Is Red Meat Good for You?

I just want to preface this by saying there are many excellent reasons to become vegetarian. Especially cost and not wanting animals to die in order for you to live. I get it. And I fully respect you if you choose not to eat meat for any reason. So if you’re happy not eating meat. As you were. (Oh and you might enjoy the vegan variations in the recipe below.)

But I’ve known many people over the years who have chosen not to eat red meat in favour of fish or chicken because they think its healthier. If you fall into this camp, this post is for you!


When I was pregnant I found myself getting incredibly tired. And even though I was sleeping a good 10 hours+ a night I couldn’t seem to shake it.

Then something made me think about iron, and that lack of energy is a typical symptom of iron deficiency. Which of course made me think of red meat. So I decided to conduct an experiment and have a week of eating red meat every day.

And the result?

My tiredness vanished. I was still sleeping like a trooper but I felt great! Now when I get that feeling of being just so tired (which doesn’t happen very often even with a 3 month old in the house) I plan a few more red meat meals. Easy.

6 reasons red meat is good for you.

1. It’s high in ‘heme’ iron.

This is important because heme iron is the easiest for your body to use. But not only that, it makes it easier for your body to use non-heme iron from plant sources as well. So you get and extra boost .

Of course there are other ways to get iron. For the pescetarians go for molluscs such as mussels, clams and oysters. And all liver (think) pate is even higher in iron and tends to be much cheaper than a steak!

2. Red meat also contains other minerals.
Such as zinc, selenium and magnesium. And as with iron, the form of these minerals is easy for our bodies to use.

3. Red meat contains lots of vitamins.
You may already know that meat contains. Vitamin B12 but it also contains significant amounts of other vitamins including thiamin, riboflavin, pantothenic acid, folate, niacin, and vitamin B6. It also has Vitamin D, which important if you aren’t exposed to enough sunlight.

4. It can contain ‘good’ fats.
Red meat from animals that have been fed grass or ‘pastured’ actually contains good levels of omega-3 fatty acids (you know the ones so found in fish that are good for your brain among other things).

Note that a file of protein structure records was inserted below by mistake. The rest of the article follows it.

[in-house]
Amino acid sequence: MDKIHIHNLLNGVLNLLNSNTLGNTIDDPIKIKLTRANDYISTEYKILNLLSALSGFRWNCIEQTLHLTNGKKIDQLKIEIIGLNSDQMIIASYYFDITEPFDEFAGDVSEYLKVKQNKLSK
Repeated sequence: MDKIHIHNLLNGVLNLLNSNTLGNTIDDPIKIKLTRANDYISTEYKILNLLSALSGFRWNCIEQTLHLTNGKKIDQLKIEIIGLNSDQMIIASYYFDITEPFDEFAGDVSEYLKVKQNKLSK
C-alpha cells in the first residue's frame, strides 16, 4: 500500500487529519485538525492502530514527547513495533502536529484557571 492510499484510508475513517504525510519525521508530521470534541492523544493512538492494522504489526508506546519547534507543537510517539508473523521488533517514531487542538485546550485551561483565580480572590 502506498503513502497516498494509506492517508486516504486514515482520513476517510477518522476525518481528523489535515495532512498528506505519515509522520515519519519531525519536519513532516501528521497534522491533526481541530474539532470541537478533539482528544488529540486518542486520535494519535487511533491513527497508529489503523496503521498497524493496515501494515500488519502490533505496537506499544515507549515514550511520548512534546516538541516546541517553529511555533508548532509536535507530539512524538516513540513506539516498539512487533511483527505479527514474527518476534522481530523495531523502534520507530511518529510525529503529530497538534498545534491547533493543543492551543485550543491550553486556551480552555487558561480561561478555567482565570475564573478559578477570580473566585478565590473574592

5. It doesn’t increase the risk of heart disease.
Remember how we were told to reduce our intake of saturated fat to avoid heart disease? Well turns out as saturated fat intake has decreased over the years, the amount of heart disease has actually gotten worse.

I know. This is because what you replace the saturated fat with is important. It’s actually better from a heart disease perspective to stick to saturated fat than replace it with refined carbohydrates or processed oils.

The other thing to remember not all fat in red meat is saturated. A significant proportion is monounsaturated (like olive oil).

6. It’s a great source of protein.
But you probably already knew that. :)

Surely eating large quantities of meat can’t be a good thing…

I agree!

Eating large amounts of anything tends to cause problems.

I’m not suggesting that you need to eat steak 24/7. Nor is it a good idea to chow down on factory farmed and processed meats.

Just that red meat can be included in a healthy lifestyle. And can make it easier to get many nutrients we need to be happy and healthy!

beef, broccolini & basil

Beef, Broccolini & Basil

I love using ground (minced meat) because it’s more forgiving to cook and tends to be more affordable.

Enough for 2
2 bunches broccolini, chopped
450g (1lb) minced (ground) beef
1-2 small red chillis – fresh or dried, chopped, optional
1-2 lemons
1 bunch basil, leaves picked

1. Heat a little oil in a large frying pan or wok. Cook broccolini, stirring until no longer super crunchy.

2. Remove veg from the pan. Add a little more oil and cook the meat and chilli, if using on a high heat until well browned.

3. Return the broccolini to the pan. Taste and season with salt, pepper and a squeeze of lemon.

4. Serve with basil leaves on top and lemon halves.

vegan / vegetarian – replace meat with cooked lentils – I especially like French-style or ‘puy’ lentils here. And serve with a good drizzle of extra virgin olive oil to stop it being too dry. A splash of soy sauce will also help give more complexity.

different veg – replace broccolini with broccoli, zucchini, asparagus, green beans or even cauliflower.

different meat – most ground (minced) meat is good here. Even chicken or pork. And sliced tender cuts such as beef fillet, lamb backstraps or chicken breast can also be used – just be careful with the cooking time.

budget – serve on a bed of cooked lentils to make your meat go further.

different herbs – replace basil with flat leaf parsley or coriander (cilantro).

Video version of the recipe.

With love,
Jules x

Print Friendly

Previous post:

Next post: